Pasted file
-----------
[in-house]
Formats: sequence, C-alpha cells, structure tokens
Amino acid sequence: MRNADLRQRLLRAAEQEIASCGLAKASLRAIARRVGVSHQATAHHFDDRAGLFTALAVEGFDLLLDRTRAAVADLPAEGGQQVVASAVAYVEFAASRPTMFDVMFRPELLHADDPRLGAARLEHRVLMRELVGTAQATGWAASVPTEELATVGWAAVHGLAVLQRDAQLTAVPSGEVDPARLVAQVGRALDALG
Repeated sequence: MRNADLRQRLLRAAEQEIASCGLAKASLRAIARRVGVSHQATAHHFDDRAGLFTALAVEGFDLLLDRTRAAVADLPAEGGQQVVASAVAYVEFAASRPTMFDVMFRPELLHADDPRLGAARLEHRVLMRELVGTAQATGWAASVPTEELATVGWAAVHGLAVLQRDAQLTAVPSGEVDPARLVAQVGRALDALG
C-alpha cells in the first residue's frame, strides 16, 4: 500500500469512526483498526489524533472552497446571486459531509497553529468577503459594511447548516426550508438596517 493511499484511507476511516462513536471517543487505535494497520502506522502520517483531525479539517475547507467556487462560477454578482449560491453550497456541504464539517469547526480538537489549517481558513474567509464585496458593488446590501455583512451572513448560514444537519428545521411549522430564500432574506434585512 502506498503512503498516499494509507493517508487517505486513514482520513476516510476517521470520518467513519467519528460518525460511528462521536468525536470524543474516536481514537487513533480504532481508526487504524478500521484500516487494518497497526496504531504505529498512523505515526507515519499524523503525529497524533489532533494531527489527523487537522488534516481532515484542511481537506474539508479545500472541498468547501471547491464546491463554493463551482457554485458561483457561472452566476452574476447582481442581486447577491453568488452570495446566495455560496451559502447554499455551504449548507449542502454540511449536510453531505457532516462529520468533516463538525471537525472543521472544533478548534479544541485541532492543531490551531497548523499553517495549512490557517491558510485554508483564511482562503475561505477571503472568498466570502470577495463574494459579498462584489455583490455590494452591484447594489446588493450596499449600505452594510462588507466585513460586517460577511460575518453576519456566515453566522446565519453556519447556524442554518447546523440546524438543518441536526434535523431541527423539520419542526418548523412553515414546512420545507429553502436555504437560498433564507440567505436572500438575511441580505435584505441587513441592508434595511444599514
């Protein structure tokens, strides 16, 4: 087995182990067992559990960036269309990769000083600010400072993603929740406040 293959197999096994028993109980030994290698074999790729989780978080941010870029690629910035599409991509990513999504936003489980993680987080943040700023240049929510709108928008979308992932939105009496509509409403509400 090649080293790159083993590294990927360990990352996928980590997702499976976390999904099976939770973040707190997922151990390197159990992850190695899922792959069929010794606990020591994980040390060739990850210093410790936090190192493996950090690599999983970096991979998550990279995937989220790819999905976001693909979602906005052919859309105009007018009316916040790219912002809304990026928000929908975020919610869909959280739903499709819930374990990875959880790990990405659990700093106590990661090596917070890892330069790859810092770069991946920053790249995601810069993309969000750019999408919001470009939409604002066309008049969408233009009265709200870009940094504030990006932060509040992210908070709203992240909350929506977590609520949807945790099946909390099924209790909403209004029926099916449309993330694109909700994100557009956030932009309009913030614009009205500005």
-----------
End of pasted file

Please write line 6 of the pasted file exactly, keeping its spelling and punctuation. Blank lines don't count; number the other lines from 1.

């Protein structure tokens, strides 16, 4: 087995182990067992559990960036269309990769000083600010400072993603929740406040 293959197999096994028993109980030994290698074999790729989780978080941010870029690629910035599409991509990513999504936003489980993680987080943040700023240049929510709108928008979308992932939105009496509509409403509400 090649080293790159083993590294990927360990990352996928980590997702499976976390999904099976939770973040707190997922151990390197159990992850190695899922792959069929010794606990020591994980040390060739990850210093410790936090190192493996950090690599999983970096991979998550990279995937989220790819999905976001693909979602906005052919859309105009007018009316916040790219912002809304990026928000929908975020919610869909959280739903499709819930374990990875959880790990990405659990700093106590990661090596917070890892330069790859810092770069991946920053790249995601810069993309969000750019999408919001470009939409604002066309008049969408233009009265709200870009940094504030990006932060509040992210908070709203992240909350929506977590609520949807945790099946909390099924209790909403209004029926099916449309993330694109909700994100557009956030932009309009913030614009009205500005």